By Jane Curran
BBC Oxford contributor
Barbara Pym (1913 – 1980) set several of her novels in Oxfordshire
Barbara Pym has been called the Jane Austen of the twentieth century.
Her type of gently comic, mildly satirical novels - the English comedy of manners - have a devoted following.
Her writing was appreciated by a small readership in her lifetime. Only eight of her novels were published, the other four released posthumously.
Like Austen's, her fiction is set in a narrow frame, exploring the lives of middle class spinsters and clerics or academics in the 50s and 60s.
The novels are amusing by virtue of the quality of her observation of human nature as much as by the circumstances of the characters or the events that befall them. They are miniatures rather than sweeping epics or sagas, although the same characters do sometimes appear in several books.
A couple of the novels (Crampton Hodnet, Jane and Prudence) are set in Oxford, where she was an undergraduate before World War II, and her last one, A Few Green Leaves, is based on the village life she experienced while living in Finstock, near Charlbury, with her sister Hilary.
Barbara Mary Crampton Pym was born in Oswestry, Shropshire on June 2nd 1913, the elder of two girls. Her father, Frederic, a solicitor, and his wife Irena, were easy going and kind parents, and gave their daughters a loving upbringing.
Barbara and Hilary had a very happy childhood - their four favourite cousins came to stay at Christmas and Easter, and the house was full of laughter and family jokes. Although they were often invited to tennis parties and had a pony, the girls were not at all sporty but like their parents they were enthusiastic golfers.
The church played an important part in their lives - fetes and outings, jumble sales and parties at the vicarage, as well as the frequent occasions when their parents entertained curates to tea or supper - and this is reflected in the novels.
Frederic and Irena (who was assistant organist at their local church) were keen and talented members of the Oswestry Operatic Society, and one of Barbara's first works was an operetta, The Magic Diamond, written when she was only nine.
When she was 12, Barbara was sent away to boarding school, as it was clear that the High School in Oswestry was not able to stretch this bright and academically inclined little girl. She settled down quickly and made friends easily, and thanks to an excellent English teacher, developed a deep and lasting love of literature; it was this that led her to study English Literature at Oxford.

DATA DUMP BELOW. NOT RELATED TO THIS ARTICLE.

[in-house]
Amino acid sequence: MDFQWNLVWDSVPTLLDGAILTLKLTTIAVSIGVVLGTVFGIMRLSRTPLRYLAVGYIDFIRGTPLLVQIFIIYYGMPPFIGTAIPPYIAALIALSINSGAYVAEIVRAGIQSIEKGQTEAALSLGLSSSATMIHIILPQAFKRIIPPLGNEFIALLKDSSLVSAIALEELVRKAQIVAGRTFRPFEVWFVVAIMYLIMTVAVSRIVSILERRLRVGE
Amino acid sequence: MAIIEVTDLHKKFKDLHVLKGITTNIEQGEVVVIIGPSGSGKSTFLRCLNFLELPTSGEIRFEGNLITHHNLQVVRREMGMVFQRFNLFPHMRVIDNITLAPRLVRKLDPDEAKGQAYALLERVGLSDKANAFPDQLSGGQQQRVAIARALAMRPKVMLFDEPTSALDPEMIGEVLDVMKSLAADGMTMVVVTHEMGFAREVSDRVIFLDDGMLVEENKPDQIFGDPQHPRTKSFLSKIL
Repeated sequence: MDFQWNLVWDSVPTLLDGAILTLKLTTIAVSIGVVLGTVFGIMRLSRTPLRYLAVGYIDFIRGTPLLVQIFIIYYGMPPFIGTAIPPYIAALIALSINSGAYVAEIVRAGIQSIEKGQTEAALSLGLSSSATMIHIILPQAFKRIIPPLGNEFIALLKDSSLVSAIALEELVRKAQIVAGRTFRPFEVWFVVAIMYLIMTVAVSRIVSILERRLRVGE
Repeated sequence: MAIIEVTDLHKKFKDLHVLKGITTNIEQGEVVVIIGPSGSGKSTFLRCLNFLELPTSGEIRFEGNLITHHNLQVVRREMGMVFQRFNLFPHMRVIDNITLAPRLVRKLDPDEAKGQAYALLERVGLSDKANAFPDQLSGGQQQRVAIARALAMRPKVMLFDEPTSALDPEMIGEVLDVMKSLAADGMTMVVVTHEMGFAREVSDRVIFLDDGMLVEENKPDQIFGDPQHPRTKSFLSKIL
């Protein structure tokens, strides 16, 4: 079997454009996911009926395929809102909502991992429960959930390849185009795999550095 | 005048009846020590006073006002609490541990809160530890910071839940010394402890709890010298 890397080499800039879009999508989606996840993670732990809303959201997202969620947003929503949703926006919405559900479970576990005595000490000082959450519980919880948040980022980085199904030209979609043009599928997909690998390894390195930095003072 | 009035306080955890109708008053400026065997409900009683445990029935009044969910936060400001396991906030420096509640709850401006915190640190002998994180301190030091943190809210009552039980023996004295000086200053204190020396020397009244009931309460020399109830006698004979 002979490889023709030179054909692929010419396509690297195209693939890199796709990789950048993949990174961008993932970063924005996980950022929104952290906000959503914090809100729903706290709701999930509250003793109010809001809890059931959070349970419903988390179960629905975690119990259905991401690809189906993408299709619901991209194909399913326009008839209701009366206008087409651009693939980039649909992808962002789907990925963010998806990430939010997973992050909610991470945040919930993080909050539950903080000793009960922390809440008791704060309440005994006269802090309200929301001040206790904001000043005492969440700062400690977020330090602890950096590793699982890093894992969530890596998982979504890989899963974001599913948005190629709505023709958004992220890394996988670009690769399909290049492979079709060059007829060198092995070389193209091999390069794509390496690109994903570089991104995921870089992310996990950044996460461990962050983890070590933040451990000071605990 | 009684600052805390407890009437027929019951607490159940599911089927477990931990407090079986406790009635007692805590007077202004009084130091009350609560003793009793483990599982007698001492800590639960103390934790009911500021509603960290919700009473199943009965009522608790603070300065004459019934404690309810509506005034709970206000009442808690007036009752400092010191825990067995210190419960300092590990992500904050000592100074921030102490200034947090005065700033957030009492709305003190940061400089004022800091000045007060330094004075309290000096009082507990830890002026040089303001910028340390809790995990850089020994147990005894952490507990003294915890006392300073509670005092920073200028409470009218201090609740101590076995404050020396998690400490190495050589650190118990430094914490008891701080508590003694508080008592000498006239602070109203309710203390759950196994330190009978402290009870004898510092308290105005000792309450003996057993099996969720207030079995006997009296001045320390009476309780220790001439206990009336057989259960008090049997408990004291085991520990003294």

She came up to St. Hilda's College in 1931, a tall, dark haired girl with slightly prominent teeth, extrovert and amusing. She was keen not only to study but to have a lively social life, and she made the most of being a woman in Oxford at a time when there were only five colleges for women and thus plenty of men around.
She was in constant demand for parties, dinners, punting on the Cherwell, theatre and cinema visits, and was always falling in love, even if usually only briefly.
In fact, for much of her life she was in love with being in love and was entranced by the heady delights of a new affair, yet there were certain men whom she loved deeply, and it was her misfortune that the intensity of her feelings for them was not returned in full and so she never married.
She kept a diary and later, notebooks, where she wrote down details of her daily life together with observations and comments on the people she met and any piquant or absurd situations that she encountered.
These would often find their way into her novels, but she did sometimes take her interest in others too far, and would track down and follow the object of her attention - she used to say that she would have made a good detective.
Many of the entries in her diary record her meetings with young men, the places where they went for tea or a drink, and detailed descriptions of her clothes, which she often made herself, being passionately interested in how she dressed.
In 1934 she got her degree, and then went home to Shropshire. It was not at all unusual for female graduates to do nothing very much after graduating - perhaps some teaching - as it was generally expected that they would get married and become housewives.